Chapter

Our Alleviation Bias

Halley S. Faust

in Prevention vs. Treatment

Published in print December 2011 | ISBN: 9780199837373
Published online January 2012 | e-ISBN: 9780199919499 | DOI: http://dx.doi.org/10.1093/acprof:oso/9780199837373.003.0007
Our Alleviation Bias

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It would seem that preventing harm is the superior value over alleviating harm – little disruption from normal life, suffering, repair, or rehabilitation occurs if harm is prevented, whereas waiting to alleviate harm usually incurs psychological, physiological, and anatomical sequelae, rarely permitting us to full restoration of health. In this chapter I look at the Bill/John/Public Health thought experiment asking us to prioritize prevention or treatment in two ways: first through conventional medical professional ethics, and then through empirical psychological and philosophical ethics. Conventional medical ethics cannot give us an answer to the thought experiment. Through a series of thought experiments I examine the concept of compassion and its attendant key component, vividness, and its subcomponents of temporal and spatial proximity, explains (but does not justify) why we prioritize treatment over prevention. Further I argue that psychologically we lack moral imagination to understand future harm, an understanding necessary to help prioritize, or at least make equal, prevention and treatment.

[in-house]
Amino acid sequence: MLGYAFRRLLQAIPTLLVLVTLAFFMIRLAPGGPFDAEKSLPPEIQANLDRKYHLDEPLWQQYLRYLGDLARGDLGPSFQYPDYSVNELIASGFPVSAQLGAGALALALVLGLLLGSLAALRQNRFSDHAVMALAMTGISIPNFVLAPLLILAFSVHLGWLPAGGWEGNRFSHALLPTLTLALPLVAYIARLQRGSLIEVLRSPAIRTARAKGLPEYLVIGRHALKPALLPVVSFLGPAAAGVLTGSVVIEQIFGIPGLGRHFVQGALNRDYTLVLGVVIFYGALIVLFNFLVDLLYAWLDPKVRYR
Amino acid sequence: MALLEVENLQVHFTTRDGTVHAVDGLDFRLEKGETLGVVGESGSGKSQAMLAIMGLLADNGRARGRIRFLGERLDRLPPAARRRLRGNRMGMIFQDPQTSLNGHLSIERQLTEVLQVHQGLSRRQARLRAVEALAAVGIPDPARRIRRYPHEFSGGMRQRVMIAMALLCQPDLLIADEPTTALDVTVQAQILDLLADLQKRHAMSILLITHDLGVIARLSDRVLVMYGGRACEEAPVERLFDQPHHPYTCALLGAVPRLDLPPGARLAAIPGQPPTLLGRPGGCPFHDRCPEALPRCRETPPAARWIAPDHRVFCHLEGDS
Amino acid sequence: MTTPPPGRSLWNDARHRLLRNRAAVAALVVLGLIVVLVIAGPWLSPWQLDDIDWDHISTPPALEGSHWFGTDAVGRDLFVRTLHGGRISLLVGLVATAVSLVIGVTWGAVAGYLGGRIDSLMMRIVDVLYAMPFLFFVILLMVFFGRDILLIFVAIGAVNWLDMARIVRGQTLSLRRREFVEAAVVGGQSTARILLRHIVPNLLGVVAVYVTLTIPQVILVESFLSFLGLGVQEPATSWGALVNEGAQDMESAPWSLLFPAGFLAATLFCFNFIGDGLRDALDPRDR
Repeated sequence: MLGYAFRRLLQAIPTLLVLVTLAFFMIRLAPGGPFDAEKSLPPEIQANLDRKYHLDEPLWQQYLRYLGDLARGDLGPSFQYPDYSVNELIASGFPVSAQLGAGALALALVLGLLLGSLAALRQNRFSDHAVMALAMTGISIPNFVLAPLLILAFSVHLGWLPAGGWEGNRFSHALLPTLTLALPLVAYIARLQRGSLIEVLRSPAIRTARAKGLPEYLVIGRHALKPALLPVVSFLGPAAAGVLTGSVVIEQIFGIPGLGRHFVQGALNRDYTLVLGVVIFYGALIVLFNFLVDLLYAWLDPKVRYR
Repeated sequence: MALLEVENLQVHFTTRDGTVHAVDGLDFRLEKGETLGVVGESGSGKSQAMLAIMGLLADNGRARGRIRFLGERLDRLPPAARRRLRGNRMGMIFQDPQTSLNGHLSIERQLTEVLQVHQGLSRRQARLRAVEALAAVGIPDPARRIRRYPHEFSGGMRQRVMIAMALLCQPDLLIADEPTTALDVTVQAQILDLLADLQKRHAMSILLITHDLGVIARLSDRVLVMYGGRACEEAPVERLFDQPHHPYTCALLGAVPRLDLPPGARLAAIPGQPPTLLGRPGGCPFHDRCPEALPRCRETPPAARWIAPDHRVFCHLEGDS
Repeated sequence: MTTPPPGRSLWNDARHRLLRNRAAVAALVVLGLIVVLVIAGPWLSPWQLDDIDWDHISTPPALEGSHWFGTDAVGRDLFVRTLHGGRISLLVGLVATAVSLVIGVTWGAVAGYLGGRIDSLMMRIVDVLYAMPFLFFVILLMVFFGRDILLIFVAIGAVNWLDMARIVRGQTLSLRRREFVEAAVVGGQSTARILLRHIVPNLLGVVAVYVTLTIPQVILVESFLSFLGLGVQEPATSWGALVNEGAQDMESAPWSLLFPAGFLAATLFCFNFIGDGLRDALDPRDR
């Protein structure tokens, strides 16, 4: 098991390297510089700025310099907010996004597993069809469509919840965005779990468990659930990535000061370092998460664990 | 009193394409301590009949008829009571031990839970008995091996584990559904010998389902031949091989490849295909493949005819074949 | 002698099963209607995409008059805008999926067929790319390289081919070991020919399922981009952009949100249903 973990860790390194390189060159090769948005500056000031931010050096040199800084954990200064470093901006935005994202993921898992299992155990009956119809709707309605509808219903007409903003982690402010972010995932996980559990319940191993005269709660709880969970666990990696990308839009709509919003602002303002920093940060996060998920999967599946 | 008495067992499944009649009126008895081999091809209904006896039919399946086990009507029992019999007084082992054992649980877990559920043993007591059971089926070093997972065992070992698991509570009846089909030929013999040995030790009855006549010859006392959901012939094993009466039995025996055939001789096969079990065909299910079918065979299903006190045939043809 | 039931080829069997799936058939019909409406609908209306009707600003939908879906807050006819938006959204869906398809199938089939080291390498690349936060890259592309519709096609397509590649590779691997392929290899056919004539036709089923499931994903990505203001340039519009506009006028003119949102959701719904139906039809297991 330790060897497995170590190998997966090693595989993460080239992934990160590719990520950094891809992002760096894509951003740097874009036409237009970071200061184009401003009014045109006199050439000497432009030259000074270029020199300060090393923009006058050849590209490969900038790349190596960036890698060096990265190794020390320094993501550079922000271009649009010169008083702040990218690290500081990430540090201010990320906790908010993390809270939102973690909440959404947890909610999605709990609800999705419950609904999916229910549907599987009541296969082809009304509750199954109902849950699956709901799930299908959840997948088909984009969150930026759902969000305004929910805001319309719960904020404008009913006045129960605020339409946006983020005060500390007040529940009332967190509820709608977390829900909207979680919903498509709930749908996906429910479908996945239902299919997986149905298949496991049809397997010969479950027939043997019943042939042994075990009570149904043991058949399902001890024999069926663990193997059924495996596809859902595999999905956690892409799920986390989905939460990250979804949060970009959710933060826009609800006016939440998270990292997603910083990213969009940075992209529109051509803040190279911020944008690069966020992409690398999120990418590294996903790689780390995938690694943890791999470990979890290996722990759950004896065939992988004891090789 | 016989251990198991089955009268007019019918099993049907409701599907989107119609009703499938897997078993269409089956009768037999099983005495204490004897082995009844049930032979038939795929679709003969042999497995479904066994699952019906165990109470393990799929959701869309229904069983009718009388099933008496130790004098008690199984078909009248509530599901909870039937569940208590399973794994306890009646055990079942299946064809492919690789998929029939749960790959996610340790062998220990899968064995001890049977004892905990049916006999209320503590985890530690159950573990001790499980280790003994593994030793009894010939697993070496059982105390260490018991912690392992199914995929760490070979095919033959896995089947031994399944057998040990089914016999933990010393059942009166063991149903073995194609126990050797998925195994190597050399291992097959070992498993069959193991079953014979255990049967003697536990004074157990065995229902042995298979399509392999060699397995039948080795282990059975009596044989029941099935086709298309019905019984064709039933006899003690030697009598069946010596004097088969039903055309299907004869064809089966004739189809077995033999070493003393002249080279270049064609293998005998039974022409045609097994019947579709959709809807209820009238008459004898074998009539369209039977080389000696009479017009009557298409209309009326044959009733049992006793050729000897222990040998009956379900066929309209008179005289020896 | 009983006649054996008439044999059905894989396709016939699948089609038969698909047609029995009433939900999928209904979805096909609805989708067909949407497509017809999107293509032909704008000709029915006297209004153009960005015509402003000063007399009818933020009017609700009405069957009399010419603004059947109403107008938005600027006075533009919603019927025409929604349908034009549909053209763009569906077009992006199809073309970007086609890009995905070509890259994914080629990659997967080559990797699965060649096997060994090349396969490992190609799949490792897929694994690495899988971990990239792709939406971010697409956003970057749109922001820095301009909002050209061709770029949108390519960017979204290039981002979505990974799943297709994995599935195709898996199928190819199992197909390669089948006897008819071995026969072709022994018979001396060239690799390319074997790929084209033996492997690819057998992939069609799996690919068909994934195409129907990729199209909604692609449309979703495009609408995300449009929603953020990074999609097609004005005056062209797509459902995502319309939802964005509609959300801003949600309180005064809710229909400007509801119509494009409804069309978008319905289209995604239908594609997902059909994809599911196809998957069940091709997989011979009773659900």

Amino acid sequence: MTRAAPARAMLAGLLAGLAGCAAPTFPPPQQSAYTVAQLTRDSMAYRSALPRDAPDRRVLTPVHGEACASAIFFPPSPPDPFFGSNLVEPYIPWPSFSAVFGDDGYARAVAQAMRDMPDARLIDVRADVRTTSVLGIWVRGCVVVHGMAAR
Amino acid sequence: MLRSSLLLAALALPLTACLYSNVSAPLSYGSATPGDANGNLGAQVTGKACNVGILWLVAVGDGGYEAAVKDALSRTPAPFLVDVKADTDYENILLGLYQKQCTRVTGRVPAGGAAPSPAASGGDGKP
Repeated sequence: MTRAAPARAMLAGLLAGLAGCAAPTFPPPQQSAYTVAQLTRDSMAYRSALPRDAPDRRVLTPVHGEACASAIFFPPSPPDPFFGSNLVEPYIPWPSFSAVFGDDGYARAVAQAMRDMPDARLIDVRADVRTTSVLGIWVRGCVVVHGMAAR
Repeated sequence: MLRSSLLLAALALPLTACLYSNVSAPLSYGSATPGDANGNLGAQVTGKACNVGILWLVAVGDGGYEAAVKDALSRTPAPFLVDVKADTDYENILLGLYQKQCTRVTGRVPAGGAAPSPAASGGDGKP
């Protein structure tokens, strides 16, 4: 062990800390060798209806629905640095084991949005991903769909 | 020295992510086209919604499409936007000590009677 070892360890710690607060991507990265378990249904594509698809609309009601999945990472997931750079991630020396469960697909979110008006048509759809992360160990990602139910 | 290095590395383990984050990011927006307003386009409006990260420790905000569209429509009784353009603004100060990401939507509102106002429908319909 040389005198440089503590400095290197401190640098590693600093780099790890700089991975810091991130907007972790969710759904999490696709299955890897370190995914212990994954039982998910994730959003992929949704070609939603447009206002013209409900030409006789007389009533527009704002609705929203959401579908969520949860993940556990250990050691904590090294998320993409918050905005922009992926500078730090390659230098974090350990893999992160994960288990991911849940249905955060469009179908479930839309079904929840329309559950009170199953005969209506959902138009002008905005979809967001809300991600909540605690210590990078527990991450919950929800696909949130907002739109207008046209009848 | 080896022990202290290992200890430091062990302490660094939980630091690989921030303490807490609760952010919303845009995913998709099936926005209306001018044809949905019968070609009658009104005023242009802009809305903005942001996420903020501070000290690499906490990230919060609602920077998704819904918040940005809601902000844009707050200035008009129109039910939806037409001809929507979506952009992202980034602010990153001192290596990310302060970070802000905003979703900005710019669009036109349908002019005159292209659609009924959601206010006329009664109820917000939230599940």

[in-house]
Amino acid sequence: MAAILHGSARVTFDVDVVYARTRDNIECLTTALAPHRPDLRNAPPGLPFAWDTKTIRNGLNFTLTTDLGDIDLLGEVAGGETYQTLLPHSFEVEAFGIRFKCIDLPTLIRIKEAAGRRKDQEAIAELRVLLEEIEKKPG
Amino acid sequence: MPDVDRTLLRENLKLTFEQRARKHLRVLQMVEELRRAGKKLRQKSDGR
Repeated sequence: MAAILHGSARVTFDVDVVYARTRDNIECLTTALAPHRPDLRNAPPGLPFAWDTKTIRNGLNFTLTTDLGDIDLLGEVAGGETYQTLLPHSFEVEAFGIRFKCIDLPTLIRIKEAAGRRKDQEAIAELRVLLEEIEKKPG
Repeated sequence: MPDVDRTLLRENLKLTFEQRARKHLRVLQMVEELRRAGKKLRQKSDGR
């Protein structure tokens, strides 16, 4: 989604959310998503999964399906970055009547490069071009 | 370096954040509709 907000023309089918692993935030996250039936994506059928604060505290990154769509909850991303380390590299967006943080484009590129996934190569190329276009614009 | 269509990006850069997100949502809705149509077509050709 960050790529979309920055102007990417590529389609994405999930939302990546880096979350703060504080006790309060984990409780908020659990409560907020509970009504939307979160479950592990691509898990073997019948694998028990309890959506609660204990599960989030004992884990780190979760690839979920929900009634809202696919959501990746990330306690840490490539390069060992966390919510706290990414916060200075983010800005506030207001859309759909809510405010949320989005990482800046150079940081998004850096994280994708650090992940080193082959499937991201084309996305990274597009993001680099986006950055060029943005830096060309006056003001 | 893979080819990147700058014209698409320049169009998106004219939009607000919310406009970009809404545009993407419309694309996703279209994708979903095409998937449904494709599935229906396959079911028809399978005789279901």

Keywords: prevention; treatment; clinical ethics; philosophy of medicine; compassion; vividness; moral imagination; thought experiment

Chapter.  16869 words. 

Subjects: Moral Philosophy

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